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Young, R.M. (1986). Freud for Historians, by Peter Gay, Oxford: Oxford University Press, 1985, xx + 252 pages, £16.50/$17.95. Free Associations, 1(7):142-143.
(1986). Free Associations, 1(7):142-143
Freud for Historians, by Peter Gay, Oxford: Oxford University Press, 1985, xx + 252 pages, £16.50/$17.95
Review by: Robert M. Young
Psychohistory, or the application of psychoanalytic concepts to historical and cultural phenomena, has had a fairly uniformly dismissive reception among scholars. The journals and conferences addressed to this approach have been criticized for their methodology, sweeping generalizations, and their psychological reductionism, which is the same thing as failure to give due weight to social, political, economic and ideological forces in their own right.
Yet we persist in feeling that insight is to be gained from thinking psychoanalytically about, say, Hitler, Eichmann, Reagan, Thatcher, Gadafy. Experts have panned Erik Erikson's Young Man Luther, but the book and the play based on it have enlightened many people who would not otherwise have thought seriously about Luther or his stand. Psychobiography, then, is attractive, and some books in this genre have managed to have it both ways and to achieve respect from analytic as well as historical thinkers. Maynard Solomon's Beethoven (Granada paperback, 1980), by an editor of American Imago is an example in the arts; while Eugene V. Wolfenstein's The Victims of Democracy: Malcolm X and the Black Revolution (University of California, 1980) by a Freudo-Marxist professor of political science is an example in politics. Peter Gay is in the process of a large-scale historical enterprise: a study of nineteenth-century bourgeois culture from a psychoanalytic perspective, two volumes of which — on sexuality and love — have appeared. In the course of this project he has written a modest volume, Freud for Historians, in which he canvasses the strengths and weaknesses, the criticisms and defences of various forms of psychohistory. I did not find it a deep book — rather a useful, readable review of the issues and guide to the literature.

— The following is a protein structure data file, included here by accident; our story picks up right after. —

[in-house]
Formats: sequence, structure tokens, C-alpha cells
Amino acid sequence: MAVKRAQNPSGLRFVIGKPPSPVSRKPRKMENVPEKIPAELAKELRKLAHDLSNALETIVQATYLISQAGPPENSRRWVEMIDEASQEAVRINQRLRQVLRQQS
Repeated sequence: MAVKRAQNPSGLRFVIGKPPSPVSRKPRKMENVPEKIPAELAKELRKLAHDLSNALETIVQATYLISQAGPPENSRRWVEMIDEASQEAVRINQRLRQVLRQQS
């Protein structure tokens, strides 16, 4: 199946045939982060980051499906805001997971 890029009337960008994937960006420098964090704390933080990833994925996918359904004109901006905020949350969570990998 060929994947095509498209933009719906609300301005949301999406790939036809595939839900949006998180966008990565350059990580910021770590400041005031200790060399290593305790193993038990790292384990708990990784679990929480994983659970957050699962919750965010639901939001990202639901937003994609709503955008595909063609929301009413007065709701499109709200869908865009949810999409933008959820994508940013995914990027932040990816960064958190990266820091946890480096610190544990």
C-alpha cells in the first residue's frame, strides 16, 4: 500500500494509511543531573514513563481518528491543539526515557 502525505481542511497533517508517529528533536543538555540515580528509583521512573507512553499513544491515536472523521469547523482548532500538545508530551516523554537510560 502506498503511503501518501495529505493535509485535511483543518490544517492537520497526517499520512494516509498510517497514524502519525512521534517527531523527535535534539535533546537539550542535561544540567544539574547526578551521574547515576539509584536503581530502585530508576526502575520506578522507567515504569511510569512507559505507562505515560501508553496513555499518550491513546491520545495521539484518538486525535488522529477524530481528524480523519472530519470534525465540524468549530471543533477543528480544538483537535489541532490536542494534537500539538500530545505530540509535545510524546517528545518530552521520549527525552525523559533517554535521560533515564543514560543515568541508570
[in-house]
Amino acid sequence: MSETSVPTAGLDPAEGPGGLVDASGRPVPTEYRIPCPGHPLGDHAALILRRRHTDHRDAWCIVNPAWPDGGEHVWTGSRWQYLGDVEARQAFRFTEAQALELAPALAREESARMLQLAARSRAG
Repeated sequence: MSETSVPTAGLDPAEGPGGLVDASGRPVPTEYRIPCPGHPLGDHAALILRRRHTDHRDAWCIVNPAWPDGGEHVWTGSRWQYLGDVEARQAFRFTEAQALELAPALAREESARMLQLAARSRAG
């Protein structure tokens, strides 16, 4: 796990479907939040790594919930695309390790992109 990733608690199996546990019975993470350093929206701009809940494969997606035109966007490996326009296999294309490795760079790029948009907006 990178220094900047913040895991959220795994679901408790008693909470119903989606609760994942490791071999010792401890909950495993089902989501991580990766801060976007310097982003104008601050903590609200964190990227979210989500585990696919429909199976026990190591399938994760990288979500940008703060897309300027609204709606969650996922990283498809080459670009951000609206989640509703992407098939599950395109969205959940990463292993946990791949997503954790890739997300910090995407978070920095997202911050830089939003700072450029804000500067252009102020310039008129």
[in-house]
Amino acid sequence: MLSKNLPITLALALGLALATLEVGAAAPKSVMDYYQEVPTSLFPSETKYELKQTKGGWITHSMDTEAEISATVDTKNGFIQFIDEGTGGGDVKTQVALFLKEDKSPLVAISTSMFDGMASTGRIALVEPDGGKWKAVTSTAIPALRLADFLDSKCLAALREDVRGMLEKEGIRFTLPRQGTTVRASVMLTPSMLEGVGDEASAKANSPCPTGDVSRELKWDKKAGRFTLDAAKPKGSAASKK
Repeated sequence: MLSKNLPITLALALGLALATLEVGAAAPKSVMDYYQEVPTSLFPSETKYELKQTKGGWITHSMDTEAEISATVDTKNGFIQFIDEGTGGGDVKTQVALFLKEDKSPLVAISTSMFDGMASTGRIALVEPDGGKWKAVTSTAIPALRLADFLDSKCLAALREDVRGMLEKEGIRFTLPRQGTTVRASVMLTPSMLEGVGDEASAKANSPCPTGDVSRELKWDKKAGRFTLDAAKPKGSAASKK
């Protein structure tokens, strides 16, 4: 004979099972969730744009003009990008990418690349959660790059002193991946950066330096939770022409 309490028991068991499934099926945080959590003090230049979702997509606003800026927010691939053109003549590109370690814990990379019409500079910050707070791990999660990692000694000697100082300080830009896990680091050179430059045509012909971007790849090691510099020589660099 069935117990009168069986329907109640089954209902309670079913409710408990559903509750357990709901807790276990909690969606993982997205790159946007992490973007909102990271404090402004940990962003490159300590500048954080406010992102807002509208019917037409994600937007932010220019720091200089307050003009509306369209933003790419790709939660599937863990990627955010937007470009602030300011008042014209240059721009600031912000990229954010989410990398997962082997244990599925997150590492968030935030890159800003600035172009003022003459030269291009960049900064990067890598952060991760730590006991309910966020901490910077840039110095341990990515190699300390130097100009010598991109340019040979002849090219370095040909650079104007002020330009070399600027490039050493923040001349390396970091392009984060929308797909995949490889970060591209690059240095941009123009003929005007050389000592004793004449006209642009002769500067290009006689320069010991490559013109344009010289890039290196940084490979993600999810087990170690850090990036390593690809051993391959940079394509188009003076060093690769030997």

In the course of his scholarly research, Professor Gay decided that he should learn more and complement his academic knowledge with clinical experience. So, at fifty-three, he entered the Western New England Institute for Psychoanalysis as a research candidate. He underwent an analysis and took the full complement of courses.
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